There is hope around Lawrence that the cases will be resolved in the coming weeks, before the Jayhawks head to Kansas City for the Big 12 Tournament. And certainly before they are thrust onto the national stage of the NCAA Tournament, chasing their sixth national title and first since 2008.

But that remains out of Zenger’s hands, he insisted. All he can do is keep preaching patience.

“We just have to weather the time period when there may be incomplete or inaccurate public conversations,” he said, “We do that as you ought to in this country, to protect all the individuals, all the people, everyone involved in any investigations, or more broadly the investigative process.”

More AP college basketball: http://www.collegebasketball.ap.org and https://twitter.com/AP-Top25

John Calipari lobbies for change in one-and-some rule to help athletes

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Kentucky head coach John Calipari is hoping the one-and-done rule changes so that athletes have more rights.

In a revealing interview with Mac Engel of the Fort Worth Star-Telegram, Calipari went into great detail about his thoughts behind a rule that many believe he has exploited greatly to his benefit over the last 10 years. Even though the Wildcats and Calipari have figured out the one-and-done rule to their advantage, the Hall of Fame coach still wants the rule to be abolished.

“Kids should be able to go (to the NBA) out of high school. That’s not our deal. That’s between the NBA and the Players Association,” Calipari said Friday. “Don’t put restrictions on kids.”

Calipari told Engel that he met with the NBPA last week in the hopes of the organization creating a combine for worthy high school juniors with pro potential. Calipari also wants agents more involved with high school kids.

“The players and the families need to know – here are the ones who should be thinking about the NBA, and here are the ones who should not,” Calipari said. “That’s why you need a combine.”

“If they want to go out of high school, go. If they want to go to college and then leave, let them leave when they want to leave. Why would we force a kid to stay? ‘Well – it’s good for the game?’ It’s about these kids and their families. Because let me tell you, if we (abolish one-and-done), the kids that do come to college will stay for two to three years.”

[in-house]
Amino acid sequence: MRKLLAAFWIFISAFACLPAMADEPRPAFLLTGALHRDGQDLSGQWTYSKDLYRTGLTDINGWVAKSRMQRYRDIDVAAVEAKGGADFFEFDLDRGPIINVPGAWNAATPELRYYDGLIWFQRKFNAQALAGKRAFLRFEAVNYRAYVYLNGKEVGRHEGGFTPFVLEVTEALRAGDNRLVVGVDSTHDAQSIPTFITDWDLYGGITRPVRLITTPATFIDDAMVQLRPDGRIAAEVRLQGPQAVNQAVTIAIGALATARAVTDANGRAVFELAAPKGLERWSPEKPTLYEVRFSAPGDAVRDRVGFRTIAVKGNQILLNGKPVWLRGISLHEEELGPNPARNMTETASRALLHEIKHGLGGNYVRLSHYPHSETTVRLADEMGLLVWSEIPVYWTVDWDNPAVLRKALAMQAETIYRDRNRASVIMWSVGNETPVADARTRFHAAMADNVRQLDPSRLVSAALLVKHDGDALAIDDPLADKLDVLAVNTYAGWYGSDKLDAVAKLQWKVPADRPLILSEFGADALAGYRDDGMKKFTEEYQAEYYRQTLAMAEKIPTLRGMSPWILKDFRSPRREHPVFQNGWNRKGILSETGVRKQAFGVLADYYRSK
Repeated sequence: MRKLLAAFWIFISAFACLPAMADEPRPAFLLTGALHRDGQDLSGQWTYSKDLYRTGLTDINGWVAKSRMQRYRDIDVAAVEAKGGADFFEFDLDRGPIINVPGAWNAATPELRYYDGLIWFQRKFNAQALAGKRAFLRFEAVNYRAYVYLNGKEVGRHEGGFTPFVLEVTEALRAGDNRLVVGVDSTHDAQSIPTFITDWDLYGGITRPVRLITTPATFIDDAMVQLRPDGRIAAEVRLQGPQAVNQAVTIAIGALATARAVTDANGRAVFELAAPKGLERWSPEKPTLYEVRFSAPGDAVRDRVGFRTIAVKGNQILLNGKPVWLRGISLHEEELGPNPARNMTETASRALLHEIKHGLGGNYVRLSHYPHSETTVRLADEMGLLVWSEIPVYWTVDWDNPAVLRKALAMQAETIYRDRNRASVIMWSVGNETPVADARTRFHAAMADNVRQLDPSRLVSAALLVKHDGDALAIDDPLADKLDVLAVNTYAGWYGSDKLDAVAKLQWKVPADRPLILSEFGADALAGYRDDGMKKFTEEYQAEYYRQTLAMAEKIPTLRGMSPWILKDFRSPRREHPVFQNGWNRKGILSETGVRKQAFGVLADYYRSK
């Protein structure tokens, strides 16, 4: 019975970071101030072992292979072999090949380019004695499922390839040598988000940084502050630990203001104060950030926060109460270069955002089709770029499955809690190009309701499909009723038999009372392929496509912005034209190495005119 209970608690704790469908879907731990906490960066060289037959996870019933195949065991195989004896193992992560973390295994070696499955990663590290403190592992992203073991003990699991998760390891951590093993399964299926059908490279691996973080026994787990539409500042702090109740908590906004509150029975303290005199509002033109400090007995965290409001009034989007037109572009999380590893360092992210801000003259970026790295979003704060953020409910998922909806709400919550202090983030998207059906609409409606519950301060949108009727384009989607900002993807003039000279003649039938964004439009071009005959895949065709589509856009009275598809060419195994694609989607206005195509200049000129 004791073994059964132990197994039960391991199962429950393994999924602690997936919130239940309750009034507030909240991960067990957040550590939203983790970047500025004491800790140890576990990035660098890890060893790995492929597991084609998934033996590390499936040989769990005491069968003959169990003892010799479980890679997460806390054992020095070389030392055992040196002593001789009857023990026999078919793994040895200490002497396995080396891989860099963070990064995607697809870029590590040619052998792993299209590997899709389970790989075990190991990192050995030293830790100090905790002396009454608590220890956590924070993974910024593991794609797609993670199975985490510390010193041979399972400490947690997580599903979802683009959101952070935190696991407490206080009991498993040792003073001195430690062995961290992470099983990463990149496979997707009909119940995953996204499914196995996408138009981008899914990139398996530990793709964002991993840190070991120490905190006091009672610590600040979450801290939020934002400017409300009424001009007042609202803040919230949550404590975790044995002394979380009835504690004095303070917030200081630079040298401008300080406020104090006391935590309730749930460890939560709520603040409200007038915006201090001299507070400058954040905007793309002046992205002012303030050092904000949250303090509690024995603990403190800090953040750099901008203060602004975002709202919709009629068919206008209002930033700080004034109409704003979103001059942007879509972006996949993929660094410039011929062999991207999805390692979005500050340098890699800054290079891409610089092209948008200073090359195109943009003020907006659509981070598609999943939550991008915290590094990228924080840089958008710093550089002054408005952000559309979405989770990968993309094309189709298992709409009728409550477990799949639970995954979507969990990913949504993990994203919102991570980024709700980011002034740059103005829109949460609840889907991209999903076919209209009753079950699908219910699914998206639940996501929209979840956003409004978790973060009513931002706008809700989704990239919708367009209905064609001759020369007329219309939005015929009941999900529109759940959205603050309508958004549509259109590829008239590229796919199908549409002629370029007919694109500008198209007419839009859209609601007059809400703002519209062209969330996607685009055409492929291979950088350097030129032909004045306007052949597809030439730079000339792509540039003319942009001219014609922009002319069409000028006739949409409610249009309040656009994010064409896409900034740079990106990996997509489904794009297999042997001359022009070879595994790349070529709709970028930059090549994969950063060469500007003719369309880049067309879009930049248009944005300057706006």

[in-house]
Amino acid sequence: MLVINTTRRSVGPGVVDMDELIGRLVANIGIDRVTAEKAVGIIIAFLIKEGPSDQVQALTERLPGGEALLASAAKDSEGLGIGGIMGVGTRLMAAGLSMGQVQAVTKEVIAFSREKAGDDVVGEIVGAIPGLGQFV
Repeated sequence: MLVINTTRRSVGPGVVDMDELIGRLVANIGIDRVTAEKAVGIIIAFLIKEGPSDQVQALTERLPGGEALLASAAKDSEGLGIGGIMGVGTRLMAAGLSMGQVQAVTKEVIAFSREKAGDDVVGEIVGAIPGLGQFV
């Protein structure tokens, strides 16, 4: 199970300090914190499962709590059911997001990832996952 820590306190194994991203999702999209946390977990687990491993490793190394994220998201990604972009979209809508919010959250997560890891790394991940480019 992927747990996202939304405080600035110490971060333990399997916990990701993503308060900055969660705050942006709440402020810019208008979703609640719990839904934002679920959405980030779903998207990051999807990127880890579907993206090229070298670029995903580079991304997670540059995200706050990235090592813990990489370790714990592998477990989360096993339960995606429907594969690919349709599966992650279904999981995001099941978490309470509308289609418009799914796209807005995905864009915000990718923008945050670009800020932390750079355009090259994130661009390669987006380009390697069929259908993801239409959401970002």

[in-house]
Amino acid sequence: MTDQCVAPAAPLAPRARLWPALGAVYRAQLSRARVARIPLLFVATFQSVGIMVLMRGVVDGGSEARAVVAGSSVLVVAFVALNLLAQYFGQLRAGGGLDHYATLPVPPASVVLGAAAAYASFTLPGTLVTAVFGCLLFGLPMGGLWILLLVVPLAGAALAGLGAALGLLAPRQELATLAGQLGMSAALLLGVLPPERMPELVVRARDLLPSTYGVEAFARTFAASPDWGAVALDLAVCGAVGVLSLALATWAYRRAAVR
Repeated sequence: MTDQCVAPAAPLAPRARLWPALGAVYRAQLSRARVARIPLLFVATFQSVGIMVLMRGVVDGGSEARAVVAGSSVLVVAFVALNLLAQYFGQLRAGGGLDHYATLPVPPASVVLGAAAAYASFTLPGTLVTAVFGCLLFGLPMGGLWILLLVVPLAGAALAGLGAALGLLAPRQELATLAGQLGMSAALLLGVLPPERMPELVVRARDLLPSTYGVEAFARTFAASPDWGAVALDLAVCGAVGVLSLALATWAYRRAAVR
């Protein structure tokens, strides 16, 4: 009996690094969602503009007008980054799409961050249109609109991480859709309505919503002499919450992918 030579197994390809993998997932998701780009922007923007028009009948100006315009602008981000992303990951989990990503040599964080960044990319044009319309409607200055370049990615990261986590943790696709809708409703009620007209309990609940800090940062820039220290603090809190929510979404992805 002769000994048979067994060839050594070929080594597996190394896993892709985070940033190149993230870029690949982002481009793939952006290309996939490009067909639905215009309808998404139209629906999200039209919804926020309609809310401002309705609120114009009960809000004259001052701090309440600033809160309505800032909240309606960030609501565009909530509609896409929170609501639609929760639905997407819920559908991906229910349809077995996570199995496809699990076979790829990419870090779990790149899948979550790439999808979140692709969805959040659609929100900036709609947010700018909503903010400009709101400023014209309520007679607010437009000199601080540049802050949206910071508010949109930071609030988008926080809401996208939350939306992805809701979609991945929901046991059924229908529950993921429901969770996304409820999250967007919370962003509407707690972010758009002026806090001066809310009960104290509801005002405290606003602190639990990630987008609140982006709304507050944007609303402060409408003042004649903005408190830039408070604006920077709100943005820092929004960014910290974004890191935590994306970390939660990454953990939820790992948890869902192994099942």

Calipari also has plenty of thoughts on the NBA G-League and how the league could potentially help young athletes with an education fund if they choose to turn pro directly out of high school. Regardless of what happens with the NBPA and the one-and-done rule, Calipari also said that his program would be fine — regardless of the rules.

Given that Calipari has operated on a different recruiting plane than everyone else in college basketball (with the exception of a few other bluebloods like Duke and Kansas) the last several years, it’s always notable when he gives his thoughts on the overall landscape of basketball.

But is Calipari actually lobbying for this? Or is this yet another way for Calipari to mold quotes into a recruiting pitch for elite players? Ultimately, it’s up to the NBPA to decide how the rules will be for future pros.

Report: NCAA allows Notre Dame’s Arike Ogunbowale to compete on Dancing with the Stars

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After a memorable March Madness run that included two game-winning jumpers in the Final Four and an eventual national title, Notre Dame junior guard Arike Ogunbowale became a breakout national star.

Ogunbowale already appeared on Ellen while meeting her basketball idol, Kobe Bryant. Now, Ogunbowale will get the rare opportunity to appear on Dancing with the Stars — which the NCAA will allow even though Ogunbowale is still a rising senior who is scheduled to return to school next season.

Dancing with the Stars compensates its contestants and also has a prize for the winner. Under NCAA Bylaw 12.4.1, college athletes cannot be compensated based on their athletic abilities.

But the NCAA is arguing that Ogunbowale’s appearance on the show is “unrelated to her basketball abilities,” according to a statement they released regarding the decision. According to a report from Jacob Bogage of the Washington Post, the NCAA is also limiting Ogunbowale’s visibility for the show’s promotional tools.

From the Washington Post report:

The NCAA has placed restrictions on Ogunbowale that limit her involvement with the show and her potential to build her brand. She is not allowed to appear in promotional materials for the show, including commercials, according to the NCAA’s statement. She didn’t join other contestants during a group appearance on “Good Morning America” last week. Show handicappers have already wondered whether the NCAA’s limits will hurt her chances.